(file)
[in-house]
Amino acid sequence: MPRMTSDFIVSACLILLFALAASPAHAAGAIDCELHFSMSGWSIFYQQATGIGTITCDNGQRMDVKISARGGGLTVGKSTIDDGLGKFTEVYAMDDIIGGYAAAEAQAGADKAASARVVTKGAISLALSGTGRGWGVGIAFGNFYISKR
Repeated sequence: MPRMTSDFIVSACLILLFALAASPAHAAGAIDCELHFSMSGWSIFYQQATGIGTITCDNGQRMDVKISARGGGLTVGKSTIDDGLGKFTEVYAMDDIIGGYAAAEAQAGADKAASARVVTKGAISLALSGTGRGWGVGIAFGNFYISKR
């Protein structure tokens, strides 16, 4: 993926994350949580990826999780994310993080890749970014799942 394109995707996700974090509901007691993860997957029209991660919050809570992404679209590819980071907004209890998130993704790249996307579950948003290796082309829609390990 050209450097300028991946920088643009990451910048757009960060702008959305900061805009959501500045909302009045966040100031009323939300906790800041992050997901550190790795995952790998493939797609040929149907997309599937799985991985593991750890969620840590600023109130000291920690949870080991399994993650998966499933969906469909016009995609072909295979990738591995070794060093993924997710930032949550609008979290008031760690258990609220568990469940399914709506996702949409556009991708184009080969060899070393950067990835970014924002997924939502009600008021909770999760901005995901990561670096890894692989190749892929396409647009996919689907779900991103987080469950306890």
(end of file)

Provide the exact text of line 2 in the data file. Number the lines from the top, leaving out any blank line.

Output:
Amino acid sequence: MPRMTSDFIVSACLILLFALAASPAHAAGAIDCELHFSMSGWSIFYQQATGIGTITCDNGQRMDVKISARGGGLTVGKSTIDDGLGKFTEVYAMDDIIGGYAAAEAQAGADKAASARVVTKGAISLALSGTGRGWGVGIAFGNFYISKR